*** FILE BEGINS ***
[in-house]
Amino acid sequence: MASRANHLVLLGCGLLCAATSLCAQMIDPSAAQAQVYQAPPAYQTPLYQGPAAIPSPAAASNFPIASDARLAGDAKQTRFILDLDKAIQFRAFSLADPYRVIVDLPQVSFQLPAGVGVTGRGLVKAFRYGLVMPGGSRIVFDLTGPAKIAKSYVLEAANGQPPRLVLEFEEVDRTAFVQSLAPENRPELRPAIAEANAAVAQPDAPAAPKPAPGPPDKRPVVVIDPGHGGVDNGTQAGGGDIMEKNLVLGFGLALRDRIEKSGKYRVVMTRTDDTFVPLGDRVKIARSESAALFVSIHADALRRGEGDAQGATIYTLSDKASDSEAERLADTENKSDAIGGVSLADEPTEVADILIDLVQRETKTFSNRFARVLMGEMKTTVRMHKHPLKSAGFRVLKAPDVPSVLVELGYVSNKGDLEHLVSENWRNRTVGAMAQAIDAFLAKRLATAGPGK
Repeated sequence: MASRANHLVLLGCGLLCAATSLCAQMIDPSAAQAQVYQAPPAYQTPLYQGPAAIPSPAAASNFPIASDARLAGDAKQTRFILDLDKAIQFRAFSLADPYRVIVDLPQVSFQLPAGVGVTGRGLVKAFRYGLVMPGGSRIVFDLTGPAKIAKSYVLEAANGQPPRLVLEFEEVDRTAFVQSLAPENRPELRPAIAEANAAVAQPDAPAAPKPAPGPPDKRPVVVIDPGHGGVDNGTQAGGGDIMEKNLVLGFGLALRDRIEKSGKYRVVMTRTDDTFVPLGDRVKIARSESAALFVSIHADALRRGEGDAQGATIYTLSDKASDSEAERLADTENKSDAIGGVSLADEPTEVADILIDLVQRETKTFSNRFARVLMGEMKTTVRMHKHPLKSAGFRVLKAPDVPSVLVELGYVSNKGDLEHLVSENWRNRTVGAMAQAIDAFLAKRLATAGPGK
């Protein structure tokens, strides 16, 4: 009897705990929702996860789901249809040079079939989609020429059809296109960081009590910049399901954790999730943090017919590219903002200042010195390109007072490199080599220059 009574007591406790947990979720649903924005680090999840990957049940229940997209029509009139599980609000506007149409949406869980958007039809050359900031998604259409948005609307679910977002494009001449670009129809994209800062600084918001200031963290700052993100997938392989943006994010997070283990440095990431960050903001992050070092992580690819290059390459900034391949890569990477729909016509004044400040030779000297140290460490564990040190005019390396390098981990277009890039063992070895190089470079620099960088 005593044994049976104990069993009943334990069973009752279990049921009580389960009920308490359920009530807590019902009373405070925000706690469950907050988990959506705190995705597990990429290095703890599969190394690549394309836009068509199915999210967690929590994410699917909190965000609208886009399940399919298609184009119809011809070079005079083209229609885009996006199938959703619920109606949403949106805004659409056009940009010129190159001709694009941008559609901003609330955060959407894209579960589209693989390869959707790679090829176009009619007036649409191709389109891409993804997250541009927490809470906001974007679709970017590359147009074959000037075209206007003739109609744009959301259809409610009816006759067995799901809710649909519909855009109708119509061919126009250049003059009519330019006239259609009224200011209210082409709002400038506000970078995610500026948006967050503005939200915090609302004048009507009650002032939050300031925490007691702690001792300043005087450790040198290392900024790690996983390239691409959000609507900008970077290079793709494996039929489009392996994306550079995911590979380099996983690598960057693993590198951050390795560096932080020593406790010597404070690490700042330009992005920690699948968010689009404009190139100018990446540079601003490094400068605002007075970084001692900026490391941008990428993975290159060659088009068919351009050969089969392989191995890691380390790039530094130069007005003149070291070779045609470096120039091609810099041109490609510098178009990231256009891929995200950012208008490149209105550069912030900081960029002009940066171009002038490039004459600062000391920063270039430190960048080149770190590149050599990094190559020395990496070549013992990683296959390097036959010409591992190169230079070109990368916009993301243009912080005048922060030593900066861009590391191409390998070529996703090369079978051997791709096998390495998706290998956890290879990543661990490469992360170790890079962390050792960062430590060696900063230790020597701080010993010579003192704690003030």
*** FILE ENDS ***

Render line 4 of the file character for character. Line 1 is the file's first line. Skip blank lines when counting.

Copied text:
């Protein structure tokens, strides 16, 4: 009897705990929702996860789901249809040079079939989609020429059809296109960081009590910049399901954790999730943090017919590219903002200042010195390109007072490199080599220059 009574007591406790947990979720649903924005680090999840990957049940229940997209029509009139599980609000506007149409949406869980958007039809050359900031998604259409948005609307679910977002494009001449670009129809994209800062600084918001200031963290700052993100997938392989943006994010997070283990440095990431960050903001992050070092992580690819290059390459900034391949890569990477729909016509004044400040030779000297140290460490564990040190005019390396390098981990277009890039063992070895190089470079620099960088 005593044994049976104990069993009943334990069973009752279990049921009580389960009920308490359920009530807590019902009373405070925000706690469950907050988990959506705190995705597990990429290095703890599969190394690549394309836009068509199915999210967690929590994410699917909190965000609208886009399940399919298609184009119809011809070079005079083209229609885009996006199938959703619920109606949403949106805004659409056009940009010129190159001709694009941008559609901003609330955060959407894209579960589209693989390869959707790679090829176009009619007036649409191709389109891409993804997250541009927490809470906001974007679709970017590359147009074959000037075209206007003739109609744009959301259809409610009816006759067995799901809710649909519909855009109708119509061919126009250049003059009519330019006239259609009224200011209210082409709002400038506000970078995610500026948006967050503005939200915090609302004048009507009650002032939050300031925490007691702690001792300043005087450790040198290392900024790690996983390239691409959000609507900008970077290079793709494996039929489009392996994306550079995911590979380099996983690598960057693993590198951050390795560096932080020593406790010597404070690490700042330009992005920690699948968010689009404009190139100018990446540079601003490094400068605002007075970084001692900026490391941008990428993975290159060659088009068919351009050969089969392989191995890691380390790039530094130069007005003149070291070779045609470096120039091609810099041109490609510098178009990231256009891929995200950012208008490149209105550069912030900081960029002009940066171009002038490039004459600062000391920063270039430190960048080149770190590149050599990094190559020395990496070549013992990683296959390097036959010409591992190169230079070109990368916009993301243009912080005048922060030593900066861009590391191409390998070529996703090369079978051997791709096998390495998706290998956890290879990543661990490469992360170790890079962390050792960062430590060696900063230790020597701080010993010579003192704690003030």